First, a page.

“You deserve an explanation, certainly. Last night we were attacked by Dakars, creatures imbued with Lord Mondalac’s magic. My King is at war with Lord Mondalac. It was he who came out of the dark region of the world and tried to impose his rule on us all. This conflict has been ongoing since before written records. Lord Mondalac’s predecessors have tried to control the whole world and my King’s descendants and their allies have always repelled the menace. In the last year, events took a particularly bad direction. Valasks, which are little more than walking corpses, became more difficult to defeat at border skirmishes. Normally, a knife, sword or crossbow bolt to the chest would re-kill them. Many of them, however, had metal like this inside their chests.” The Wizard pulled The King’s Valask chest plate trophy from his pocket. “It is remarkably like the metal that made up your sky boat.”
Linus took the plate from The Wizard. He held it carefully. It was very much like his escape pod. “Computer, please determine the origin of this hull fragment.”
Processing. This fragment belongs to the outer hull of Maddy.
“It is not part of the escape pod?”
“Wizard, I crashed in a type of sky boat that is a part of a larger sky boat.”
“Goodness,” said The Wizard. “How large is the other sky boat?”
“About one hundred times the size.”
“More astounding is that this plate came from that ship. It seems that Maddy – that’s the name of my ship – has crashed somewhere where your Lord Mondalac has been able to utilize some of the debris to help his battle against you.”
“I don’t want to distress you Linus, but the Dark One’s access to this material has been very costly to us.”
“No one regrets the crash of my sky boat and escape pod more than I, Wizard. Please, tell me, how bad is it.”
“The King and I are the youngest Wizard and monarch to be seated in The Kingdom of Ellian. This is because both our fathers just three months ago sacrificed themselves to create The Barricade, a magic barrier to keep the powers of Lord Mondalac out of Ellian. The Barricade has holes, which allowed the Dark One to send the Dakars in. What’s more upsetting is that he knew where to look. I must find a way to help The King stop Lord Mondalac. This is naturally why we came up this mountainside after hunters, who roamed farther afield than usual this winter, and came upon the remains of your crash. The King and I were hoping to learn something of value. Are you that something?”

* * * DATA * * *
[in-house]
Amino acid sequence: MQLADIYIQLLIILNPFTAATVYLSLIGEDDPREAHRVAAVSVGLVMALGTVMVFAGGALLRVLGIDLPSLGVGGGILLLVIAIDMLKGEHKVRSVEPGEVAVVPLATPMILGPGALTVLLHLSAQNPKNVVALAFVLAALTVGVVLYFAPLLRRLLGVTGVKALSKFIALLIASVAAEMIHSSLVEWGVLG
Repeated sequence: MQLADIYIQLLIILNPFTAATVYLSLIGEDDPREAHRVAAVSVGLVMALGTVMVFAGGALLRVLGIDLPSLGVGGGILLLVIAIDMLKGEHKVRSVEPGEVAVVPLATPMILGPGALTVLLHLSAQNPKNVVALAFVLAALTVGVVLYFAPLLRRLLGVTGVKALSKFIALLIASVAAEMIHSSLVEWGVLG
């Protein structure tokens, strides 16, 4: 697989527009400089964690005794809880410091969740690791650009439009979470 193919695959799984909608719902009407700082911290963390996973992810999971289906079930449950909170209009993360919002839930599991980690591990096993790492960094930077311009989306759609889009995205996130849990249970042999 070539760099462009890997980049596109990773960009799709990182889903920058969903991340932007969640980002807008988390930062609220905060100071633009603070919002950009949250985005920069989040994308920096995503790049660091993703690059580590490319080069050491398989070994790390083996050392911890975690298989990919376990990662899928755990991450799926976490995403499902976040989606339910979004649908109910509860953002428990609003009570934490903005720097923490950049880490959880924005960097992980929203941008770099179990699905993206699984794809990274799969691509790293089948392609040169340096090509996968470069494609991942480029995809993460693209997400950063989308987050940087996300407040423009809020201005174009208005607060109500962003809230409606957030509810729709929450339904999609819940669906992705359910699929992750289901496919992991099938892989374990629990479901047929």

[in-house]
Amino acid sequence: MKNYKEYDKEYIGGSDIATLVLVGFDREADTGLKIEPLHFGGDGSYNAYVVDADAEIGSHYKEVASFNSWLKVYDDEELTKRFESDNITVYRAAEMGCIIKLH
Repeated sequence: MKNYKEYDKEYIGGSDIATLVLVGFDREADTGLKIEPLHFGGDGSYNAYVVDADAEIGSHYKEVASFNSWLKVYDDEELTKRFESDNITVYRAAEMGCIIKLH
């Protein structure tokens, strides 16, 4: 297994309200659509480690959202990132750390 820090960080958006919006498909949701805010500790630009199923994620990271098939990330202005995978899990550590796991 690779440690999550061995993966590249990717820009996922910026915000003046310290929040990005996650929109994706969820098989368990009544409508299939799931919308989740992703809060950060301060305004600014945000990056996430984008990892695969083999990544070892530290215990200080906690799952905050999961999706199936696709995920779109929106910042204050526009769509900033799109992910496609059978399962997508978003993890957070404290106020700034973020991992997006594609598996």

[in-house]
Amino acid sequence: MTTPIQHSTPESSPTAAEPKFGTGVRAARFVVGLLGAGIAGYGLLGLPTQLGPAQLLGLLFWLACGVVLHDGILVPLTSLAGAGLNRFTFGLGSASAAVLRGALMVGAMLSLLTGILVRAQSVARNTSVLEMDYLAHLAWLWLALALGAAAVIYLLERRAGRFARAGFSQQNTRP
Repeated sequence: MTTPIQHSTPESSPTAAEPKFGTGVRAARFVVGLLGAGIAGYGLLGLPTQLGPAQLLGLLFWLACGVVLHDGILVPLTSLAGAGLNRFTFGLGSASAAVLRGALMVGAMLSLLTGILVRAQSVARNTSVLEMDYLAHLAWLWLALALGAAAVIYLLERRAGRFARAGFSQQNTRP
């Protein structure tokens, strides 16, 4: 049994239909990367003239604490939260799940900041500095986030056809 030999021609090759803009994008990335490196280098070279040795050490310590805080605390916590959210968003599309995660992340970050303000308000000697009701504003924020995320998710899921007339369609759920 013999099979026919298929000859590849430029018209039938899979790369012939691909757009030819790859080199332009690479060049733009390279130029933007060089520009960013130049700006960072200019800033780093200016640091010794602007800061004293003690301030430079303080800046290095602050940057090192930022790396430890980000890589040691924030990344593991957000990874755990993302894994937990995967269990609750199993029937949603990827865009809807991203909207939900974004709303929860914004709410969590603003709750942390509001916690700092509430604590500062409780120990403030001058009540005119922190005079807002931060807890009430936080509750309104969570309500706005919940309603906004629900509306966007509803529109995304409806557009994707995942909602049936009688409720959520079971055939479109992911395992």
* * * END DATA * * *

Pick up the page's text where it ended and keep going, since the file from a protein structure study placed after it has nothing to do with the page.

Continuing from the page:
Linus was silent. Dear Lord, what are You doing to me? Can it be that my very presence has caused such pain? Please, give me the wisdom to understand the tests You have put before me.
They walked in silence for a time.
“Wizard, do you believe in God?”
“I don’t understand. Which one?”
Linus sighed. This was another of The Missing Colonies that, over the millennia of being away from Earth, had lost their monotheism. Linus struggled with how much to divulge. These people clearly had no idea that they did not originate on this planet. To simply bark such a statement out would either upset a culture already under fire or reduce Linus’ own credibility to nothing.
“Wizard, my belief is that there is a single God who holds dominion over all the stars and planets. He lets us struggle in our own worlds to do good works and to further enhance His glory. I believe that He has a plan, but I know that it is not always made clear to us. It was not my intent to crash here, or to be indirectly responsible for the suffering of your people.”
“Why do you travel between worlds?”
Linus admired The Wizard. He knew how to tap into a core issue. “I am seeking God. I believe he has forsaken my home world for another. Another land that needs Him more. My quest is to be closer to God.”
“How long have you been on your quest?”
“Five hundred years, including the one hundred and twenty plus years I spent underneath one of your mountains.”
“How will you know when your quest is over?”
“God will send me a sign.”
The Wizard looked at Linus with tight eyebrows. Unconvinced.
“It seems to me, Linus, that it took a long time for Lord Mondalac to find your sky boat – Maddy – you called it?”
“Her. A ship is always a she.”
“Ah. She therefore is in one of the areas controlled by the Dark One. It seems to me that you need to find it to continue your quest.”